Last week I shared what I discovered while thinking about Mary, and what her experience would have been like if it happened to, gulp, ME.
The Wonder of Jesus
Today, my thoughts are all about Jesus. Fully God. Fully man…
My thoughts were on Jesus when I saw this sign in Hobby Lobby while trying to find a craft for my son to make for his preschool teachers:
I’d seen the sign before and thought about how cute it would be in a new baby’s room. But never before had I made a connection to Jesus and how these words are more than fitting to describe His birth.
It is easy to think of Jesus as a cuddly baby and to celebrate His birthday. Don’t get me wrong, I’m sure He was cuddly. I’m sure he was as sweet as all newborn babies are, complete with ten tiny toes, ten tiny fingers, and baby soft skin and hair. Of course, Mary and Joseph thought there was never a baby as cute as Him.
There was certainly never a baby as miraculous as Him, but we know from scripture that Jesus was quite ordinary. He blended in with the crowd – it was His actions and character that set Him apart.
The meaning of Christmas is more than just the miracle of His conception by the Holy Spirit and birth to a virgin.
The Wonder of the Father’s Love
God did not have to send Jesus. And Jesus did not have to abide by the Father’s will. God does not have to love us. And furthermore, God could have kept his plan limited to His chosen people, Israel. God didn’t have to blow the doors off their hinges and open the way for the rest of us to come to know Him and be saved.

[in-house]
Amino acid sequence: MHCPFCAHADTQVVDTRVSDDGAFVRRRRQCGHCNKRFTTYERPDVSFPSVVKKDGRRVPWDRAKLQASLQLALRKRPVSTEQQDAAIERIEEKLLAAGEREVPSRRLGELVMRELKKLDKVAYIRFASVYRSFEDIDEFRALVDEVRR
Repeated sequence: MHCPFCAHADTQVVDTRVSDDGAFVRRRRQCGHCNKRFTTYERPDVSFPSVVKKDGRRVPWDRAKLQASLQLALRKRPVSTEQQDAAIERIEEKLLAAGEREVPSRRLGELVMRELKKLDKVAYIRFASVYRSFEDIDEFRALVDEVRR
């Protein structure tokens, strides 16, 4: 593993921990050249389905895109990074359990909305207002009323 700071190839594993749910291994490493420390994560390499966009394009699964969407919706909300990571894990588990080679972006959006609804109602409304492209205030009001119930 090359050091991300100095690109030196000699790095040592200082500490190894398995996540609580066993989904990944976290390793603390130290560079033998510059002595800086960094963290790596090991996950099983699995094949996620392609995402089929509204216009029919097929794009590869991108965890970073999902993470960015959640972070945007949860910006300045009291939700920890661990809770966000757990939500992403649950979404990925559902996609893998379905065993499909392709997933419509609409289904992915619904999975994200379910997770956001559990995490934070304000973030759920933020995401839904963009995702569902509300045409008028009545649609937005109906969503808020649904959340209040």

The truth is, God doesn’t have to do anything. Which means, He chooses to love, to redeem, to save. Perfectly.
I have no reason to offer God that can make Him want to include me, to save me, to love me. In reality, I should be unlovable by God. I am sinful, ungrateful, selfish, and I could go on, but I think you get the point. In God’s holy presence, I deserve only judgement and wrath. God is far too holy to tolerate even ONE of my many, many sins. I deserve Hell; we all do.
The Wonder of God With Us
And yet, on that day, God became flesh, Emmanuel. God With Us. Why God would desire to be WITH us? I cannot answer. But when He came to earth as a baby, God not only dwelled here, but He paved the way for the Holy Spirit to dwell WITHIN us.
In us. A gift we don’t deserve. No words can express how priceless this gift is. It’s all grace.
Jesus was fully God. How can we fathom what this means? Was He actively restraining His power at all times while on earth? Did He, as a tiny baby, have to allow Mary to take care of Him? He certainly had the power to meet His own needs! And yet, allowing others to raise Him, care for Him is baffling. Was that a part of how He humbled Himself to experience our life? Did He do it to show how only He could remain sinless as He experienced our physical and daily challenges and temptations?
I don’t think we’ll know these things on earth, but I can’t wait to ask Him in heaven.
When all will be revealed.
The Wonder of God’s Restraint and Plan
Our God is certainly powerful, but He also has the utmost self-control – The RESTRAINT required to live 30 years without showing His power. Oh my! It’s unfathomable.
He makes no mistakes. He committed no sins.
Not. A. One.